How To Save Money When Building Your Own PC

Computers are expensive, and every dollar counts if you're building one on a budget. If you pick the right parts, shop in the right way, and use a few simple tricks, you can save quite a bit on that new PC.

Pick the Right Parts

Saving money on a home-built PC starts with picking the right parts. We've already talked about this a lot before, so we won't get into the nitty-gritty details here, but it's the first place you should look for savings. For example, when it comes to desktop PCs, processors don't matter all that much anymore. Buying Intel's brand-spanking-new Haswell processors won't make a huge difference in your build. If you want to save some money, check out last generation's Ivy Bridge processors and motherboards instead. They're similar in features, but you can often get them at a lower price.

You don't need a high-end (Core) i7 processor with hyperthreading to build a gaming PC. Very few games take advantage of the extra four threads, so an i5 offers the same performance for less money. You also won't need 8GB of RAM, unless you run a lot of virtual machines or perform other RAM-hungry processes.

Lastly, you may find that as you shop around, you see multiple parts that would all fit the bill in your computer. Maybe you don't care what brand of RAM you buy, or what kind of hard drive you get, as long as it's the right speed. Heck, you may even find one or two similar motherboards that will work in your build. In that case, monitor them all, so if one goes on sale, you can grab it and know you're getting the best deal.

Just remember: as you shop, don't buy something just because it's cheap. Pick your parts first, then shop around based on price. You don't want to get stuck with low-quality components just because you bought them on mega-sale.

Plan for the Future Now

Think about future upgrades when you design your build. Many people will buy brand new, expensive, top of the line parts in the name of "futureproofing", but that isn’t how futureproofing really works. For example, buying a super-expensive video card or hard drive now may make increase your computer’s lifespan, but it will cost you more in the long run than if you had bought something appropriate now and upgraded it later. On the other hand, you don't want to buy something really cheap with the intent to upgrade in the near future, since it will cost more than if you had just purchased a nicer part now. It's all about balance.

So, think about when you might need to upgrade this computer next, and make sure you buy compatible parts. For example, if you think you'll upgrade to an SSD the next time around, buy a motherboard with SATA 6GB/s support so you can take full advantage of it. If you plan on adding a second graphics card (which we don't always recommend), make sure you have enough PCI slots, a motherboard that supports SLI and Crossfire, and a power supply with enough wattage.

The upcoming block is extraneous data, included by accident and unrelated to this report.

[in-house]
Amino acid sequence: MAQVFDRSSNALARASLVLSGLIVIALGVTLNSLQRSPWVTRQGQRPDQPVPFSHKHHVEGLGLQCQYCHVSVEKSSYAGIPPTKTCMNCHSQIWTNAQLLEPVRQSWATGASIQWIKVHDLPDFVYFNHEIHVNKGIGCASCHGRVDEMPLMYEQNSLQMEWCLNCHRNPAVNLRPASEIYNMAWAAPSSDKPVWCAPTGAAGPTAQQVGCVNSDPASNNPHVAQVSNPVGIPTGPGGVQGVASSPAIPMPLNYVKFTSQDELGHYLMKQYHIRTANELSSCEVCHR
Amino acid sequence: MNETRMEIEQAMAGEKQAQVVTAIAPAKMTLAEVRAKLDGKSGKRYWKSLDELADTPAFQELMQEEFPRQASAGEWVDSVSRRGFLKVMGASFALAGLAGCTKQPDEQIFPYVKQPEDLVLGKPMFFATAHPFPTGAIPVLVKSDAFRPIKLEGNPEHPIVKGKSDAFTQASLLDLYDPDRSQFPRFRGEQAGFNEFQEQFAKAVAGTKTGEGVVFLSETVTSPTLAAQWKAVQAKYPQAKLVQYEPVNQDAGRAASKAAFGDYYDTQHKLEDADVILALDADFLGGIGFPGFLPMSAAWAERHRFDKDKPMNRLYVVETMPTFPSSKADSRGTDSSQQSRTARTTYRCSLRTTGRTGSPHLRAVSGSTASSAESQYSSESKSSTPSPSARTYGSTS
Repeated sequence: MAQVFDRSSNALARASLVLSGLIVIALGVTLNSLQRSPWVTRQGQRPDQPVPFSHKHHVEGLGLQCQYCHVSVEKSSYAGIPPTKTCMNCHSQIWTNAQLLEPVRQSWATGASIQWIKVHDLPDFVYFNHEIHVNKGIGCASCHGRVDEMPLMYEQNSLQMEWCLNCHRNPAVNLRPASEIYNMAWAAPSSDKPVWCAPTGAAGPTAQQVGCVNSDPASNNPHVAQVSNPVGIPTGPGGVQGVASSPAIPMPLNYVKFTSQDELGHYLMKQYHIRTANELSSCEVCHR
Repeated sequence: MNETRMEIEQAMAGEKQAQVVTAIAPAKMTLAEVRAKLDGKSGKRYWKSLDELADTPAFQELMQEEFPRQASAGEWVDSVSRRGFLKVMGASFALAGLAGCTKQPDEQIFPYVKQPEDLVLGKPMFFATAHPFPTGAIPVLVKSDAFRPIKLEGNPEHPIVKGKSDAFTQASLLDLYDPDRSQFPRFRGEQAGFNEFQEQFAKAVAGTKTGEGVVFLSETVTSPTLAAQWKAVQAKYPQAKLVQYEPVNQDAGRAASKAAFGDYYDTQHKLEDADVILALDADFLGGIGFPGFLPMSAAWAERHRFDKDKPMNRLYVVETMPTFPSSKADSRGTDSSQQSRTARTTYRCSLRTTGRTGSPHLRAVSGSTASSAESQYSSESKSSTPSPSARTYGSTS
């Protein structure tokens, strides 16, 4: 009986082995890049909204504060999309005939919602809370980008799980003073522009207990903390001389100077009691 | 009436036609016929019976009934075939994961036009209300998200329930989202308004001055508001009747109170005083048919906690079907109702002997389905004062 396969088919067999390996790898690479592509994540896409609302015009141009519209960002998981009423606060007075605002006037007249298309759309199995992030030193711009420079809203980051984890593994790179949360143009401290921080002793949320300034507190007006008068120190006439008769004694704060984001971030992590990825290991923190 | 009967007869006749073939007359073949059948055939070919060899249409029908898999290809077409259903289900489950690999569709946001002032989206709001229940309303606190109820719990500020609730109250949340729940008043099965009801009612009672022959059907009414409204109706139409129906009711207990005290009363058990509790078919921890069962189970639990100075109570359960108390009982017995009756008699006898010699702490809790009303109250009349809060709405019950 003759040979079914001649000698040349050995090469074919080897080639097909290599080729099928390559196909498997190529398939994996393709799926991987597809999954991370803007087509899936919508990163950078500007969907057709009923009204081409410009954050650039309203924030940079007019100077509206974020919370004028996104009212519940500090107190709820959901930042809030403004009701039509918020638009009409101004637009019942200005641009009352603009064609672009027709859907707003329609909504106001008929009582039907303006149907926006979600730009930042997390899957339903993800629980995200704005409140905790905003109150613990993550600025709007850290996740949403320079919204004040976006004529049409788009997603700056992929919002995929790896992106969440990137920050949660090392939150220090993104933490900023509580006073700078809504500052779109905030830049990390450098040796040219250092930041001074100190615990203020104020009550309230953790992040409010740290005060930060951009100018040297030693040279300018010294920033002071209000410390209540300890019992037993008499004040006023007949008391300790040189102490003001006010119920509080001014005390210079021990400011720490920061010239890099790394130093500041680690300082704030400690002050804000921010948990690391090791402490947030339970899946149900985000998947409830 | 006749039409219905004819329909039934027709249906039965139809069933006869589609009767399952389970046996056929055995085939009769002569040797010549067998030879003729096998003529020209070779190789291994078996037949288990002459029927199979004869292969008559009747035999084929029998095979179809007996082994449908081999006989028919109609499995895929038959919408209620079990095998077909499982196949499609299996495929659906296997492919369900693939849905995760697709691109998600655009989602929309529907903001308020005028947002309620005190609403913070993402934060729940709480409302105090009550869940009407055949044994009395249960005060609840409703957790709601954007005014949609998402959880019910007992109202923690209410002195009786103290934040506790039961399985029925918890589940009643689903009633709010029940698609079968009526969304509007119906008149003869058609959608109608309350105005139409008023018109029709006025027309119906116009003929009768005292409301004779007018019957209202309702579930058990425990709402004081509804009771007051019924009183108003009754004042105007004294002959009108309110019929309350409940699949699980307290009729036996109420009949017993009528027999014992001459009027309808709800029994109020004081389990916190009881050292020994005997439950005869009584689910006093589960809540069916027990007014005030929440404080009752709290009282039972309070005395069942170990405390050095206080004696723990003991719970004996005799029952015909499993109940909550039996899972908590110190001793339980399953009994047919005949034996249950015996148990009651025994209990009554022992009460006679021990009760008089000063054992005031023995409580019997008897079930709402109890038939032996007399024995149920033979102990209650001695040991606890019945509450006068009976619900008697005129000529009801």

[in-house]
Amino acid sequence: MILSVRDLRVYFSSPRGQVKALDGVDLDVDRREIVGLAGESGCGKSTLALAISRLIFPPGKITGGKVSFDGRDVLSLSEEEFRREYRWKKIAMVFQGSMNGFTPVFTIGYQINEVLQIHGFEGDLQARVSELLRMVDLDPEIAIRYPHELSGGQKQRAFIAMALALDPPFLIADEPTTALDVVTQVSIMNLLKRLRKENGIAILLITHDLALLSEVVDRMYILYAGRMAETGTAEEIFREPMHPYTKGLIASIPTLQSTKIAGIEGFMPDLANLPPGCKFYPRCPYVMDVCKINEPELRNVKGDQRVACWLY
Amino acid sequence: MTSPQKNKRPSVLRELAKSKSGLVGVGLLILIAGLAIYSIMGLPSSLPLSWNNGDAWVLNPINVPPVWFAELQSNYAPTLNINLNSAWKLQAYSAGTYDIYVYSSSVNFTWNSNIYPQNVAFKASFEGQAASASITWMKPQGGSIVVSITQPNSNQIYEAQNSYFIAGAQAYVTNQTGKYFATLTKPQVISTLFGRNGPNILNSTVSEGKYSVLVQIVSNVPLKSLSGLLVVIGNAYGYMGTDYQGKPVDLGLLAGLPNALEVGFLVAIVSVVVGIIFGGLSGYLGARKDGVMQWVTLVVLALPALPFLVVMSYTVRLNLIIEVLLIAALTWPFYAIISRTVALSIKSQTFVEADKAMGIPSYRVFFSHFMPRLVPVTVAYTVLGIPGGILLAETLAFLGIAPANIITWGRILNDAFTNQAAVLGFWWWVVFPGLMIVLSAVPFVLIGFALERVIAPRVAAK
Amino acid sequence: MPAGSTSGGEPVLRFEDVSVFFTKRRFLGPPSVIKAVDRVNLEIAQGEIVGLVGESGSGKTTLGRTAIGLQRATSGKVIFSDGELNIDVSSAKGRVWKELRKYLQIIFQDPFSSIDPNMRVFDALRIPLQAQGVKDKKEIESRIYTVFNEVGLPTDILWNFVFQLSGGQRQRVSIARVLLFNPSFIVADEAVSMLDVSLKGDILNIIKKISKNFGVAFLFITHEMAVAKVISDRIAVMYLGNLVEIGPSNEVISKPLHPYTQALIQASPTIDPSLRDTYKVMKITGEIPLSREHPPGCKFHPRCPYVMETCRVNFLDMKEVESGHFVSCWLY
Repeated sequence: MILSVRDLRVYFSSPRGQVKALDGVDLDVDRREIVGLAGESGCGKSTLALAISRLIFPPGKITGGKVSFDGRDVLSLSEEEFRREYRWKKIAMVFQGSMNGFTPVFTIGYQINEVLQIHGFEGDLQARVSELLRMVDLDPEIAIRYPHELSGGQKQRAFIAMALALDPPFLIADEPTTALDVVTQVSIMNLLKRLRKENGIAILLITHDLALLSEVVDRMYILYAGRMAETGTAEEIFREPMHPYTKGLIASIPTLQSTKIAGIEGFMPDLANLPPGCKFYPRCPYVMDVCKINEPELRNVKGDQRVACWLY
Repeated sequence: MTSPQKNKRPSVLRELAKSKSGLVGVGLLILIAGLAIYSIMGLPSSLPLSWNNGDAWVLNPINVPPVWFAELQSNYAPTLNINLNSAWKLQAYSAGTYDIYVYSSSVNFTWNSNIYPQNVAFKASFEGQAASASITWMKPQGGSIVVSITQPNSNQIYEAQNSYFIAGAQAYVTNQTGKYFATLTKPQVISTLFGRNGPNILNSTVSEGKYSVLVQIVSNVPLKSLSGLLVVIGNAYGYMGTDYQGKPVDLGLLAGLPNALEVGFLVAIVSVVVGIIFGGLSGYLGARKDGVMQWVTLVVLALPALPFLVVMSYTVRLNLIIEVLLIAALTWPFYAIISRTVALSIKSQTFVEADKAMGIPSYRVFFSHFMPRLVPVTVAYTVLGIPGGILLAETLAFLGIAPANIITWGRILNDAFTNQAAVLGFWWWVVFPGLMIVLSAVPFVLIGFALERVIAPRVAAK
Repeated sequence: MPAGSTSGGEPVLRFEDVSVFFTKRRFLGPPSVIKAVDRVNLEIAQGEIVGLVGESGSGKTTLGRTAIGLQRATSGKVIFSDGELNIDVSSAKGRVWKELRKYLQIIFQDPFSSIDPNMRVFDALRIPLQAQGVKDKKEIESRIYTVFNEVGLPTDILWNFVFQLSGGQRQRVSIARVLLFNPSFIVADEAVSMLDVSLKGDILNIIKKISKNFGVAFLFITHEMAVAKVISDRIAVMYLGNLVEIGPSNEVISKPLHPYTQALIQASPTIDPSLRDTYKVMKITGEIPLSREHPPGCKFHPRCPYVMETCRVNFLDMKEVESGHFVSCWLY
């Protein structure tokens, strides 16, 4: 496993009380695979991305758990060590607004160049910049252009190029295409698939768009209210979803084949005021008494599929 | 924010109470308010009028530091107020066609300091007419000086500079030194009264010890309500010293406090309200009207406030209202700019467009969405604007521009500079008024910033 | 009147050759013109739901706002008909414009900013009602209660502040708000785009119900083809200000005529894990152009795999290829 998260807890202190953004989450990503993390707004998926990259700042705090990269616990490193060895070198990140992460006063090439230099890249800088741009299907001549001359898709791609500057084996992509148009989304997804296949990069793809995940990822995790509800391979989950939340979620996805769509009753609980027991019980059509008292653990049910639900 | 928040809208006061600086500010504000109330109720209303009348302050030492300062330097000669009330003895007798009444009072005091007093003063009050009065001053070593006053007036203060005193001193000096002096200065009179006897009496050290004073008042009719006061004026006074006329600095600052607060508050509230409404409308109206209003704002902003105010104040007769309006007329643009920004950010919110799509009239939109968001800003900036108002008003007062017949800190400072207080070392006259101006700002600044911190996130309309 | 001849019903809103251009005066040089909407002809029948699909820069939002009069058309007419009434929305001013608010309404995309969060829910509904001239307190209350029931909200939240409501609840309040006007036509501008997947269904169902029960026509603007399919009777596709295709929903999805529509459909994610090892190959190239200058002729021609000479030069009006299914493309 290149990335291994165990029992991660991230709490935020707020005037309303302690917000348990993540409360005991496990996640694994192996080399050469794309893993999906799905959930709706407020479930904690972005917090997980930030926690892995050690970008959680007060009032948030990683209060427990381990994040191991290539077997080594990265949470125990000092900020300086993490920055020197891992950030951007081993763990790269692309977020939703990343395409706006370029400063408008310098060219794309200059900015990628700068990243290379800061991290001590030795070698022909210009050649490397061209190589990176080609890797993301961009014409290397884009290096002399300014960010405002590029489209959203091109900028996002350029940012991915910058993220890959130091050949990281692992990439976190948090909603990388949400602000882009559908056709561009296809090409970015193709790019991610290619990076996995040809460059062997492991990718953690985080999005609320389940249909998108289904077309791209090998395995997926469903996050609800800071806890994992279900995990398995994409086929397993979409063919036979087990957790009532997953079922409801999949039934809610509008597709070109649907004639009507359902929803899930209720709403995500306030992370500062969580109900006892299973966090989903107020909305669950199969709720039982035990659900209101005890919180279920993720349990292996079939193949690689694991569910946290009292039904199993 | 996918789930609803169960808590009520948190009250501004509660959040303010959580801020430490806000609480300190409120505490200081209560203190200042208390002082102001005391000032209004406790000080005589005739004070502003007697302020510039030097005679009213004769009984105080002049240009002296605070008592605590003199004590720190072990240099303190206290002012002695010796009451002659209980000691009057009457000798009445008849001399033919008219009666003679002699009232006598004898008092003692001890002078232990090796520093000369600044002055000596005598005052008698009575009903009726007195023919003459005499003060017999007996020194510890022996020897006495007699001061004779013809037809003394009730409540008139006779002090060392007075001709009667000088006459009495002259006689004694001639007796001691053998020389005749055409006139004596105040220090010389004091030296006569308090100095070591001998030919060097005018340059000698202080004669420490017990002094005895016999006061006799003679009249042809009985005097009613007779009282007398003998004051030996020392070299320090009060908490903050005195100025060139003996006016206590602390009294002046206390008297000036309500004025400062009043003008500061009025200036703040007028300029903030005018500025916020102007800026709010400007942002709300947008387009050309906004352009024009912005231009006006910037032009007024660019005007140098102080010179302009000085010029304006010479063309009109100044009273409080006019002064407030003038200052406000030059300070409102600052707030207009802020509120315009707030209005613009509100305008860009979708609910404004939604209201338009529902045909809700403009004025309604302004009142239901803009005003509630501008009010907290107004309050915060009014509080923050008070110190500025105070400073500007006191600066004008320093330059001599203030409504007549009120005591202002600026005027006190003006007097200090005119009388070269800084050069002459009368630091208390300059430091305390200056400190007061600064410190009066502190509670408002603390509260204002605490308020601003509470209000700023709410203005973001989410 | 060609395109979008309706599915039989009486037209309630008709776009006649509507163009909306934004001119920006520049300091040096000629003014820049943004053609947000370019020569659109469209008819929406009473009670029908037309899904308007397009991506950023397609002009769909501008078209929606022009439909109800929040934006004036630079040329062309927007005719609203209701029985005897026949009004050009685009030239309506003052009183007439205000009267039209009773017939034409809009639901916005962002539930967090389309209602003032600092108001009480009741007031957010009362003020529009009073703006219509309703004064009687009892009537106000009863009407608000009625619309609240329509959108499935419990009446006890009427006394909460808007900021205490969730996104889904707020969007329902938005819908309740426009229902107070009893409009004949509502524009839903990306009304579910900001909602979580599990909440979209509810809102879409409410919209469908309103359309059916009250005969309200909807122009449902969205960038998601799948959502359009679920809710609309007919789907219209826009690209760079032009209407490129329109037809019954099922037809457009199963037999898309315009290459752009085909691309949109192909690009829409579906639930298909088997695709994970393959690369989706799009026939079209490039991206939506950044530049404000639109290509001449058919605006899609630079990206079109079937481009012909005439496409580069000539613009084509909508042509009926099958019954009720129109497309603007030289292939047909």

Lastly, many parts will last you multiple builds into the future. If you buy a nice case the first time, you can keep it around for years and years to come, which will save you money in the long run. The same goes for power supplies, CPU coolers, and other accessories. We've talked about all this before, but it's worth mentioning again. Check out the video above for a more in-depth explanation on how you can plan for the future and save money in the process.

Choose Your Suppliers Wisely

Shopping around is a vital money-saving tactic. We're big fans of staticICE for price comparisons from Australian stores. For some components, shopping overseas can save money, but the shipping costs on larger items such as cases can make that a deal-breaker. It's also worth searching on OzBargain for any current deals.

Once you've found the lowest price for each part, you may be tempted to buy them all from individual stores. Ignore that urge: when you buy from many stores, you pay a lot in shipping. Try and find a store that has reasonable prices on most of what you want, and see if it offers price-matching to reduce the overall bill.

You can buy your parts all at once easily, but if you're the patient type, many people recommend waiting. If you buy your parts separately over a two-month period, you can monitor their prices more closely and get the best deal on each one.

Buy Used (But Be Careful)